The Mainstream: Black Sabbath “God Is Dead?”

At this point in his career, Ozzy Osbourne is a living parody of Ozzy Osbourne, and his groundbreaking days with Black Sabbath are long gone…or so everyone thought. Enter Rick Rubin, an upcoming new Black Sabbath album (13), and Rage Against The Machine and Audioslave’s drummer Brad Wilk and suddenly it’s 1970 again. Seriously folks, “God Is Dead?” is something that many of us original Black Sabbath fans never, ever thought we would hear: a Black Sabbath song with Ozzy on vocals that is actually worth hearing and truly ranks alongside the greatness of Black Sabbath’s early work.

Many metal heads, grungers, and nu-metalists (especially those of my generation who often believe recorded rock music was invented in 1989) often overlook the fact that if there was no Black Sabbath then there there would be no Alice In Chains, Soundgarden, Disturbed, Metallica, TooL, or any of the host of heavy guitar rock bands. In fact, much of grunge (once it went mainstream) was simply a reinterpretation of Black Sabbath’s early 1970s work.


Another way to look at the above assertion is that perhaps bands like Alice In Chains and Soundgarden came into existence because something was needed to fill the gap in rock music that existed due to the slow demise and eventual dissipation of the type of heavy rock that Black Sabbath helped to create. This happened, obviously, after Ozzy and Sabbath went their separate ways. Either way and no matter how you look at it, unless the rest of 13 is just horrible (and I find that hard to believe), then Black Sabbath is back, and back in a big way. This is nothing short of amazing after 35 years and more drug abuse than you can shake a stick at by Ozzy alone.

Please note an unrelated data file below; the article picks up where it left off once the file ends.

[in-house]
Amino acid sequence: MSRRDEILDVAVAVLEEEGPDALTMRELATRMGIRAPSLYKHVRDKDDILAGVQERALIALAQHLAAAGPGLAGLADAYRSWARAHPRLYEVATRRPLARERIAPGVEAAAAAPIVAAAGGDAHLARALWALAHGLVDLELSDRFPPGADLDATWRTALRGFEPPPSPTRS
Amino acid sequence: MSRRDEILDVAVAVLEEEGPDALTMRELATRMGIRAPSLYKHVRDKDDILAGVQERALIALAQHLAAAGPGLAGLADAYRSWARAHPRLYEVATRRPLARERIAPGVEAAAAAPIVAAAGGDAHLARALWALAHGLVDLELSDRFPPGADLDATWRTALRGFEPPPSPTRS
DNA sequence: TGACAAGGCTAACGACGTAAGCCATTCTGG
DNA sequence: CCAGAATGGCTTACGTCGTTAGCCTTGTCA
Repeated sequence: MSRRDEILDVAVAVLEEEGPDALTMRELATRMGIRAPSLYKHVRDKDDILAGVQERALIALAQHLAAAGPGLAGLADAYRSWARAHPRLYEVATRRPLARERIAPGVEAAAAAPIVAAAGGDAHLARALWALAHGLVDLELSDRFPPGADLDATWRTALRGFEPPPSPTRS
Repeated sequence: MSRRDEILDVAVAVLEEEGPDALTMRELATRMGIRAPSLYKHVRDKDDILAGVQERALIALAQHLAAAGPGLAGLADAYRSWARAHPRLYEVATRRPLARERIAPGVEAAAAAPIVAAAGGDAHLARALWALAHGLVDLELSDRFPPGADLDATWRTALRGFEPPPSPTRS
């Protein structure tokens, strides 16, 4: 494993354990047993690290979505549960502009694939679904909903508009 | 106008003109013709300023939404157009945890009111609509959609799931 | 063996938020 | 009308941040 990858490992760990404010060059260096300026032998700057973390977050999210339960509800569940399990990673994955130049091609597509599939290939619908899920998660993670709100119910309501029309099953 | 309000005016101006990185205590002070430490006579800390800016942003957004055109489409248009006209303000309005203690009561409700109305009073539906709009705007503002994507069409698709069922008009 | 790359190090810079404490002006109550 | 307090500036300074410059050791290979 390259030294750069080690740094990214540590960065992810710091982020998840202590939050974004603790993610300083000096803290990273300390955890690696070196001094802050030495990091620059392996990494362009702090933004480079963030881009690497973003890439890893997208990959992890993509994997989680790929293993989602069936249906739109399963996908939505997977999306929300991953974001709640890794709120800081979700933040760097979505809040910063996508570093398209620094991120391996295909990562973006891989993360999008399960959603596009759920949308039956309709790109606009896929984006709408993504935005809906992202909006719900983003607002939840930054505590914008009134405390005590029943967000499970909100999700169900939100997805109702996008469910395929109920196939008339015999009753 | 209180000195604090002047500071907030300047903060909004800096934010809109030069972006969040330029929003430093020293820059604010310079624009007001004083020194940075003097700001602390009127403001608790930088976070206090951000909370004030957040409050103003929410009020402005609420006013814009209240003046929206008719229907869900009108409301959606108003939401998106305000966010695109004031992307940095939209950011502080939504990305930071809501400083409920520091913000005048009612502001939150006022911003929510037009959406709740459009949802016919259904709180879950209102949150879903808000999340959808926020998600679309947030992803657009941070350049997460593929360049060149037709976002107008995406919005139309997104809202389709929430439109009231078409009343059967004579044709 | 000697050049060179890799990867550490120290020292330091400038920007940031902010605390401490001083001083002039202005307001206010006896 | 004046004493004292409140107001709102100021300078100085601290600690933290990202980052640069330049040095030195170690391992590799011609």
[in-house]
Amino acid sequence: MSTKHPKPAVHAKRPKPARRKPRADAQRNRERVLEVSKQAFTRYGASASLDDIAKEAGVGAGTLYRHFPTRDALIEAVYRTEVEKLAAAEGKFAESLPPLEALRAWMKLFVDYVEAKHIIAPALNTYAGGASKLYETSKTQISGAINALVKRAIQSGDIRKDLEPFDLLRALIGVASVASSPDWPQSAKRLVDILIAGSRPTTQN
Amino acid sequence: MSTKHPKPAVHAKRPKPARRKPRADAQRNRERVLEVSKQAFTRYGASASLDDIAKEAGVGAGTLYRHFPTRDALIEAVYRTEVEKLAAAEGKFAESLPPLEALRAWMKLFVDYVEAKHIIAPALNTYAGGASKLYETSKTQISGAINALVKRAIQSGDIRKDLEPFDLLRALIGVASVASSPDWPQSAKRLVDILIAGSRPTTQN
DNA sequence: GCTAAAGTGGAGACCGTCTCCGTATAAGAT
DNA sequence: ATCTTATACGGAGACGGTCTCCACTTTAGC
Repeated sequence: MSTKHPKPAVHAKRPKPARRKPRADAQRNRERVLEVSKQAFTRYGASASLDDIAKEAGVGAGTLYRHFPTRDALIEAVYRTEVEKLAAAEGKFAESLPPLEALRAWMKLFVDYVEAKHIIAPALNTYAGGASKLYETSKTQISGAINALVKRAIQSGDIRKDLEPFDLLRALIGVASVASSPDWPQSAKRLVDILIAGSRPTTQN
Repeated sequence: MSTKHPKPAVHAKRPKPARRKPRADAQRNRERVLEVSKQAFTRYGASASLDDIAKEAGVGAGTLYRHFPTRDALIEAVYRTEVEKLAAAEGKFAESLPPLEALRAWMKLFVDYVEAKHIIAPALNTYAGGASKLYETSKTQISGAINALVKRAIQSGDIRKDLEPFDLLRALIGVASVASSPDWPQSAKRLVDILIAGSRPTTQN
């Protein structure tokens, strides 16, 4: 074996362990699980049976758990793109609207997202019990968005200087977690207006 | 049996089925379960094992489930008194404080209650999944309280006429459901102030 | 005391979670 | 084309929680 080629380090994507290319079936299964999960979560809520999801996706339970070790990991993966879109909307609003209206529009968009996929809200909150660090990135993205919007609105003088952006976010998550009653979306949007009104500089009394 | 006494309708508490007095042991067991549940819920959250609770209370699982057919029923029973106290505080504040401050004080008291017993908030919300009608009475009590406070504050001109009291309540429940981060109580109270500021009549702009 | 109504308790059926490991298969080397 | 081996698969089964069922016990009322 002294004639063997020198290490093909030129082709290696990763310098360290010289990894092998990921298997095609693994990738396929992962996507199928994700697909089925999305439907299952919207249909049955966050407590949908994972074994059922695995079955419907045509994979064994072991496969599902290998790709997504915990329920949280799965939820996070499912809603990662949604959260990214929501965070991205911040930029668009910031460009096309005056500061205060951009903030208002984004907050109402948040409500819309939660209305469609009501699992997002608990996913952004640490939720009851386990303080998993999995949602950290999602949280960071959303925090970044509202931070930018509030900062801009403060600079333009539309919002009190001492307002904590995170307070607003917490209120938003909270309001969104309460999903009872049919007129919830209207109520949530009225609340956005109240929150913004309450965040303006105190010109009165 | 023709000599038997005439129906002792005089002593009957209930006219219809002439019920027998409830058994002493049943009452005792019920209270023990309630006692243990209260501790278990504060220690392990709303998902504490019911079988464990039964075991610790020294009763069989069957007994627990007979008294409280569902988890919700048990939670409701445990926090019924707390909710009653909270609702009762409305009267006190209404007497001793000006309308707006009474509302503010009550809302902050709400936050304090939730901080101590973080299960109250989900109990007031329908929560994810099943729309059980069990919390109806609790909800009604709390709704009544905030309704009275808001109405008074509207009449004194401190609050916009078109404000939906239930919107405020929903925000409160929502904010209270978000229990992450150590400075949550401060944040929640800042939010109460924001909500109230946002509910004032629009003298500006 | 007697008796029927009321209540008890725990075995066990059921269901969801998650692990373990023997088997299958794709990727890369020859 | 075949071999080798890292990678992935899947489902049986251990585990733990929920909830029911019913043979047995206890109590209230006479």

“God Is Dead?”, to totally indulge in a cliche, is classic Black Sabbath. Immediately upon hearing this new single from the band I was immediately transported back to the first time that I heard “Black Sabbath” off of their self titled first album Black Sabbath. “God Is Dead?” is that type of heavy, foreboding, and thick metal. It isn’t, like most of the best of Black Sabbath’s music isn’t, silly, trite or in any way comprised of the type of parody inducing heavy metal tropes that we saw so often from the hair metal bands of the 1980s. Spouting introspective lyrics that display an aversion to a sympathy for the devil by way of a warning against the evils present in the hearts of mankind as well as a search for hope in a spiritually barren world, Ozzy asks the question “God is dead?” in the hopes that the answer is a profound no. It’s the same theme that we often found in Black Sabbath’s earliest work.

Musically, Tonni Iommi hasn’t lost a single step over the years and his playing sounds as fresh and relevant as it did way back in 1970. With Geezer back as well, Brad Wilk on the skins, and Rick Rubin behind the sound boards, this just might be the best that Black Sabbath has ever sounded. I for one cannot wait to hear the rest of the album when it is released June 11th.


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